Fig. 2. Distributed in-memory video operations

Video Data Mining Layer

Video Data Mining Layer (VDML) is responsible for carrying out data mining operations on videos such as object detection, classification, and feature similarly measure. It consists of three modules: Deep Object Extractor (DOE), Query Map Generator (QMG), and Feature Similarity Estimator (FSE).

Web Service Layer

To interact with the system, we designed a Web Service Layer, which allows users to search \& retrieve the video content. WSL facilitates users with two types of queries: query by image, and query by a short video clip. Once the user uploads the query image or video clip, it is processed by the system, the relevant videos are sorted out by a ranking function, and returned to the user along with the query map. The query map provides insights to the users, using which they can fine-tune their search.

FALKON Evaluation and Discussion
Experimental Setup

For testing and evaluation, we built an inhouse distributed cloud environment called SIAT cluster consisting of five machines. Hortonworks Data Platform (HDP) version 3.1.0 is deployed on the SIAT cluster. The structure of the cluster and the specification of each node is given in Fig. 3.



Fig. 3. SIAT Cluster for evaluation.

Dataset

We evaluated our system with UCF101 dataset which consists of realistic action videos collected from YouTube with large variations in camera motion, object appearance & pose, object scale, viewpoint, cluttered background, illumination conditions, etc. The dataset is divided into 101 categories, grouped into 25 groups, with each group containing 4-7 videos. All these characteristics make it one of the most challenging datasets. The frames and keyframes distribution of the dataset is shown in Fig. 4.

Dataset

We evaluated IntelliBVR with UCF101 [35] dataset. The total dataset is divided into 101 categories, grouped into 25 groups, with each group containing four to seven videos. The frame distribution of the dataset is shown in Fig. 4.



Fig. 4. UCF-101 frame and keyframe distribution.

We divide the dataset into indexing and testing datasets with a partitioning of 60-40, where 60% of the videos are used for indexing, and 40% of the videos are used for testing. To speed up the partitioning, we developed a utility to perform the division automatically based on user-defined criteria. This utility takes the dataset as a whole, and divides it into indexing and testing datasets, while carefully dividing videos of each group in each category, and ensuring that no same video appears in both indexing and testing datasets.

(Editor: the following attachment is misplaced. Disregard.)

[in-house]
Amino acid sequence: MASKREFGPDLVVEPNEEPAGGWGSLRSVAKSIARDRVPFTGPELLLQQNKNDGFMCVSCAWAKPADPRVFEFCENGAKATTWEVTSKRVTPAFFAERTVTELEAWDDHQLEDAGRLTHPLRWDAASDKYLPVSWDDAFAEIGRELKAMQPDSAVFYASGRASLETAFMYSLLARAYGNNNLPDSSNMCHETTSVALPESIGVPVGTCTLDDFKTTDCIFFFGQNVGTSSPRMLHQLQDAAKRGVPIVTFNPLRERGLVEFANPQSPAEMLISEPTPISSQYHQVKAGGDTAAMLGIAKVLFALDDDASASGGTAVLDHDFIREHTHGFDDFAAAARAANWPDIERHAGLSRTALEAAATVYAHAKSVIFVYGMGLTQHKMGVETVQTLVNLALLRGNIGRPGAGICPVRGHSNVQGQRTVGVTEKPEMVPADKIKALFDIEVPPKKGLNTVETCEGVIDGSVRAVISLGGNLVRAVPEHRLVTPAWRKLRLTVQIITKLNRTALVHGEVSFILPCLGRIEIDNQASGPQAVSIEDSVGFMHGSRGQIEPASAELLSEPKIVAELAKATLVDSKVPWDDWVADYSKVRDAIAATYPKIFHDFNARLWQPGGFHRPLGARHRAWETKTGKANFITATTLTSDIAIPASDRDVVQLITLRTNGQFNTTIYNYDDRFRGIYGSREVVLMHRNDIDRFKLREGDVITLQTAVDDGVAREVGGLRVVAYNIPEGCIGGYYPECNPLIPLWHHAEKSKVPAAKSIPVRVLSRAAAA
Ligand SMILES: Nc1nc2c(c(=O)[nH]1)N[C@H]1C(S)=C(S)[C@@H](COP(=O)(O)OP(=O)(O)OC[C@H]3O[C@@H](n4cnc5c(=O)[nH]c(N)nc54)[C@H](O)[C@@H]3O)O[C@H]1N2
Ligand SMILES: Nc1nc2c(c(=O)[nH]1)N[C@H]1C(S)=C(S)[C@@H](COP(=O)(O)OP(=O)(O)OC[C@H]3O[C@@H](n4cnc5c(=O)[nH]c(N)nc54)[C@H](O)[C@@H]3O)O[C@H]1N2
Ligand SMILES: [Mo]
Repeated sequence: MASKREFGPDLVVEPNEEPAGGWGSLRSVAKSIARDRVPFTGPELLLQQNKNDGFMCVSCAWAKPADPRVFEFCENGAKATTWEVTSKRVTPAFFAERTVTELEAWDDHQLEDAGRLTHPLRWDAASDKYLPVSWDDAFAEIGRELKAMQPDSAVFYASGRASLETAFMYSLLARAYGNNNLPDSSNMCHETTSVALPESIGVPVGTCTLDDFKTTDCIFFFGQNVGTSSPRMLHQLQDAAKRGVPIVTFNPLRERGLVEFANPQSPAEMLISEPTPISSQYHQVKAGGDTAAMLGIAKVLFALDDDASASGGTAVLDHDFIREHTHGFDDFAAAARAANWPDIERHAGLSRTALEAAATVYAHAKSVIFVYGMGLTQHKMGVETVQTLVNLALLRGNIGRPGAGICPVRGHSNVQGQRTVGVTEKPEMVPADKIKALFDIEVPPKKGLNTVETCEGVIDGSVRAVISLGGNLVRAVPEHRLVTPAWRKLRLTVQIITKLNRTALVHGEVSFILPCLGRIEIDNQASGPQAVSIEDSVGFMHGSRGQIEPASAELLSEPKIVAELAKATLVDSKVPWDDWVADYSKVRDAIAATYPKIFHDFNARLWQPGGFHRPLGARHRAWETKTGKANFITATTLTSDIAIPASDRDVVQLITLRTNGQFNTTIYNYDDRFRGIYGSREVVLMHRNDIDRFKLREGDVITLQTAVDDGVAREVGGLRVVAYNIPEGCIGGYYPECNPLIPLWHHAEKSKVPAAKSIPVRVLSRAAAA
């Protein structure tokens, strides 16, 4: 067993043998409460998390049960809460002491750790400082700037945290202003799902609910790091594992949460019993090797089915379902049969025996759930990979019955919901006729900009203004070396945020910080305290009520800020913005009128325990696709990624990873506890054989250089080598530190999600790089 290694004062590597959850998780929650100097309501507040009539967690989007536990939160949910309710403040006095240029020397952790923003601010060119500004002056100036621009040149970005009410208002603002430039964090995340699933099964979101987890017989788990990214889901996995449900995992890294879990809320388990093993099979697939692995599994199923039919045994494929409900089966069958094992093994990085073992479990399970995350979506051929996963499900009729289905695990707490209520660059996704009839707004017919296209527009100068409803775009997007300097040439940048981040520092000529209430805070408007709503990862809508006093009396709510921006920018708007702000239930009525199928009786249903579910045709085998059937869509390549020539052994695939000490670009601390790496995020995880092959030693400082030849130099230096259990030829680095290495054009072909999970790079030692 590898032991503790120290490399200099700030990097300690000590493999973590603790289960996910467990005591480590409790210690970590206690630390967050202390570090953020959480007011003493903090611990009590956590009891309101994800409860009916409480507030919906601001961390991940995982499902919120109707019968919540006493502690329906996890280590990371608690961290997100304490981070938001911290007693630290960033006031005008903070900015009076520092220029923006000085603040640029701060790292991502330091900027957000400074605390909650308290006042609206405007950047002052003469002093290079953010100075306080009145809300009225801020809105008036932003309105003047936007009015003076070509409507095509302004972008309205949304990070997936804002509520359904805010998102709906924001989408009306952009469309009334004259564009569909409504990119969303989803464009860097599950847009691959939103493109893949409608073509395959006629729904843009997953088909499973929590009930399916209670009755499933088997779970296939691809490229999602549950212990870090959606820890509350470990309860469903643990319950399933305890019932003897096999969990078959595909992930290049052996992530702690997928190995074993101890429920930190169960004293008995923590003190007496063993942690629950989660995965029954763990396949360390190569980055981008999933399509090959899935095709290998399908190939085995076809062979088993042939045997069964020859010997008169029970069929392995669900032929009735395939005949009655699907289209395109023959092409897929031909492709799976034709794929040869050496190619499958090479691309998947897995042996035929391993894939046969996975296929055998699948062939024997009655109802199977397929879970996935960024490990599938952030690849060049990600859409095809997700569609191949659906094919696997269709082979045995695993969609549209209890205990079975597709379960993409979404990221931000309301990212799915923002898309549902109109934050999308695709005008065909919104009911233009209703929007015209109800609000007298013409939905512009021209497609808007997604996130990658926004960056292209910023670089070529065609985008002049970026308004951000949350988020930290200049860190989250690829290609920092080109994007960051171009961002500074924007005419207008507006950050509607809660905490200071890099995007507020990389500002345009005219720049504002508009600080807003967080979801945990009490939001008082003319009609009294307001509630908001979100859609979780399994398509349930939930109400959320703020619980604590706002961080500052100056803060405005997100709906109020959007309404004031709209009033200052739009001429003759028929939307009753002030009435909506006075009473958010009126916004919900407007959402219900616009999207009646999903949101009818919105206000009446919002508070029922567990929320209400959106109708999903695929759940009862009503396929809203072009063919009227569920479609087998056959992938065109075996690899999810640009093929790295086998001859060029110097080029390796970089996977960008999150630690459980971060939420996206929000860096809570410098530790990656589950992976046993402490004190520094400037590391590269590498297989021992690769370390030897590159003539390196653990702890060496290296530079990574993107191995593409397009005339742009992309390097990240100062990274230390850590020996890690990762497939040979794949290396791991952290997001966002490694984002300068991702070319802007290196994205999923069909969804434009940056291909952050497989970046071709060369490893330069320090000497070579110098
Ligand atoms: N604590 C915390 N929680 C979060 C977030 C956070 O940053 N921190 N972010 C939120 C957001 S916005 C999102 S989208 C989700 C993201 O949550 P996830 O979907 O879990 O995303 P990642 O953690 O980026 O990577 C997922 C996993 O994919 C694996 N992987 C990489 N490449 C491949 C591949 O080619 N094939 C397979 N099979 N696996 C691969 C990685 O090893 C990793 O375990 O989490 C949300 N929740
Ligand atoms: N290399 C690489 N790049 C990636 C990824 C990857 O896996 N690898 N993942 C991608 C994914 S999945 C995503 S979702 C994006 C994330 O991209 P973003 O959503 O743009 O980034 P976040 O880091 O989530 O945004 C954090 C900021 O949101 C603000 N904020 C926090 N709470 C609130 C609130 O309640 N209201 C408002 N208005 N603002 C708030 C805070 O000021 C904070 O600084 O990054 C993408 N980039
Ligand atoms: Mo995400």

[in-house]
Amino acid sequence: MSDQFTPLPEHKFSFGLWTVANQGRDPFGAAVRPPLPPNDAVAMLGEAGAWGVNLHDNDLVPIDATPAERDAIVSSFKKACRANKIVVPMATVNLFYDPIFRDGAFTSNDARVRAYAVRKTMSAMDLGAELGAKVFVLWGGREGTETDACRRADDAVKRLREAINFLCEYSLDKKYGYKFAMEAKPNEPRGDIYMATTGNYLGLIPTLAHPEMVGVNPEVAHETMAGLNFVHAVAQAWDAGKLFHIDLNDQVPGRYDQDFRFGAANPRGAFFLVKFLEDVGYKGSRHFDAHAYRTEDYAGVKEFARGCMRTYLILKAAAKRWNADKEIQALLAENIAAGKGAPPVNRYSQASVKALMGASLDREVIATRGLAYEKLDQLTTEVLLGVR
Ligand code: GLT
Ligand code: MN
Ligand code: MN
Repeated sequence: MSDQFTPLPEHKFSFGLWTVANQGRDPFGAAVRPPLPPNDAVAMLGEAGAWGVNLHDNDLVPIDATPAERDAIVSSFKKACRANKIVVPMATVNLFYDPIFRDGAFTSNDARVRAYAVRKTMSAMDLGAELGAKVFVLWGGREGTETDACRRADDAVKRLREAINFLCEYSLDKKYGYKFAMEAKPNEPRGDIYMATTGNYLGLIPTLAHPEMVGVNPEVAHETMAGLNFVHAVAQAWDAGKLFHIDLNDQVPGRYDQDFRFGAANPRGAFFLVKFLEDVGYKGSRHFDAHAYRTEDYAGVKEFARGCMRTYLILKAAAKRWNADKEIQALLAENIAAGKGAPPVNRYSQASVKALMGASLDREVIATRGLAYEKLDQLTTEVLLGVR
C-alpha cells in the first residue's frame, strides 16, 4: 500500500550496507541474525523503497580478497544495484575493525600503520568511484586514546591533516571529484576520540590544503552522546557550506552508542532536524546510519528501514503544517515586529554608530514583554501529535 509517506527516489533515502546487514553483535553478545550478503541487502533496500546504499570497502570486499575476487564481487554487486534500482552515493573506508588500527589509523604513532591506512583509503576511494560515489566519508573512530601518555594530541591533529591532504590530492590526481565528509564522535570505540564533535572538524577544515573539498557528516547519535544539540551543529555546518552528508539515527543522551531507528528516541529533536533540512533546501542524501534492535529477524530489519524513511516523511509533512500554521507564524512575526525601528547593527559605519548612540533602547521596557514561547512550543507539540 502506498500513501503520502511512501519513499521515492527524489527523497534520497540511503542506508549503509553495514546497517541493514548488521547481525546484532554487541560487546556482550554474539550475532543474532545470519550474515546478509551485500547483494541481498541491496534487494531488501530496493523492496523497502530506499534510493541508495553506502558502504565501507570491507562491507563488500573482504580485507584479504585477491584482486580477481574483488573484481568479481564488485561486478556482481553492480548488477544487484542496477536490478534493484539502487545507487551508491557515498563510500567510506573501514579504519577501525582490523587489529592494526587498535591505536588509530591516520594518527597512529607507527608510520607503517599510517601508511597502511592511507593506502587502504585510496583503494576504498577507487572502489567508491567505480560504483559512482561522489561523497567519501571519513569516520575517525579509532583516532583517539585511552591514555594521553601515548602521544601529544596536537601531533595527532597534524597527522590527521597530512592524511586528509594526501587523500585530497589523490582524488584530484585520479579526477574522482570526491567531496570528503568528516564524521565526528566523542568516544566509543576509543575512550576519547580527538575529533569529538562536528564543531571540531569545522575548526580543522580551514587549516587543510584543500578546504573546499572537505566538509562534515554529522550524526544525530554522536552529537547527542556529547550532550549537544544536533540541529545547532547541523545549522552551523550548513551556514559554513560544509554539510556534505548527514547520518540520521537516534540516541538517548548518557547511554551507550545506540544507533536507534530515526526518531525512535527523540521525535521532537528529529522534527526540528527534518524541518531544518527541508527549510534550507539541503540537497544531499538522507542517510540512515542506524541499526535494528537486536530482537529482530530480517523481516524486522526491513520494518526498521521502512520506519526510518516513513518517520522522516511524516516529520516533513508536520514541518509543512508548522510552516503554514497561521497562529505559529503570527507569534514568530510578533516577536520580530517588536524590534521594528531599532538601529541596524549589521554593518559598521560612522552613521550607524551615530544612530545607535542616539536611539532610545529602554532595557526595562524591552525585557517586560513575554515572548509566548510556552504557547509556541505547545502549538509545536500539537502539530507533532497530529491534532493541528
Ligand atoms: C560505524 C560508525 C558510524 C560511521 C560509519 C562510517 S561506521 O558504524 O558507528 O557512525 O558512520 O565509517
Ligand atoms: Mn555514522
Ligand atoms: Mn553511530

Query Processing

To make FALKON user-friendly and flexible, we designed it to support two kinds of queries that are processed in different ways. For a query video clip, we analyze the query clip first by extracting its frames and then extracting the features for matching. For a query image, we use spatial features only. In both cases, the same feature extraction algorithm is used to compute feature vectors, which are then looked up in the index.

Performance evaluation of VSAS

We register IPCams and offline video stream sources with VSAS with the default frame rate of 30FPS. In the case of an offline video stream, a video file residing on HDD is configured with VSAS. The VSAS converts the acquired frame to a formal message at the rate of 6ms and after compressing (using snappy compression), the size of the message reduces to 140.538KB approximately. It is then forwarded to the broker server at the rate of 12ms. On average, we can acquire 34 and 54 frames per second from the IPCam video stream data sources and offline stream sources respectively. The achieved rate is 36% and 116% percent. Fig. 5 shows VSAS performance testing results.



Fig. 5. VSAS performance evaluation

To make FALKON user-friendly and flexible, we designed it to support two kinds of queries that are processed in different ways. For a query video clip, we analyze the query clip first by extracting its frames and then extracting the features for matching. For a query image, we use spatial features only. In both cases, the same feature extraction algorithm is used to compute feature vectors, which are then looked up in the index. Fig. 6 shows the processing time of individual operations.

Evaluation discussion
We evaluated the indexing time results for the dataset videos and obtained an average processing time of 9187.43s for a single node. The processing includes the entire end-to-end flow, starting from video loading, structure analysis, and feature extraction, etc. We performed the same experiments by increasing the number of nodes gradually. Fig. 6 shows the processing time for individual operations in terms of the number of frames.


Fig. 6. Processing time of individual operations

Fig. 7 shows the scalability testing results of the processing time of the end-to-end flow. For similarity search and video retrieval, FALKON also delivers very good retrieval performance. The similarity search is based on a predefined threshold value. We evaluated the accuracy for multiple threshold values and found that a threshold of 0.75 performs better than all others.



Fig. 7. Scalability results

For a query clip, we obtained a mean average precision score of 97.3%. The sample video query and results are shown in Fig. 8.



Fig. 8. Sample query example

Cite As

Khan, M. N., Alam, A., & Lee, Y. K. (2020, February). FALKON: Large-Scale Content-Based Video Retrieval Utilizing Deep-Features and Distributed In-memory Computing. In 2020 IEEE International Conference on Big Data and Smart Computing (BigComp) (pp. 36-43). IEEE.

Paper Link

https://ieeexplore.ieee.org/abstract/document/9070609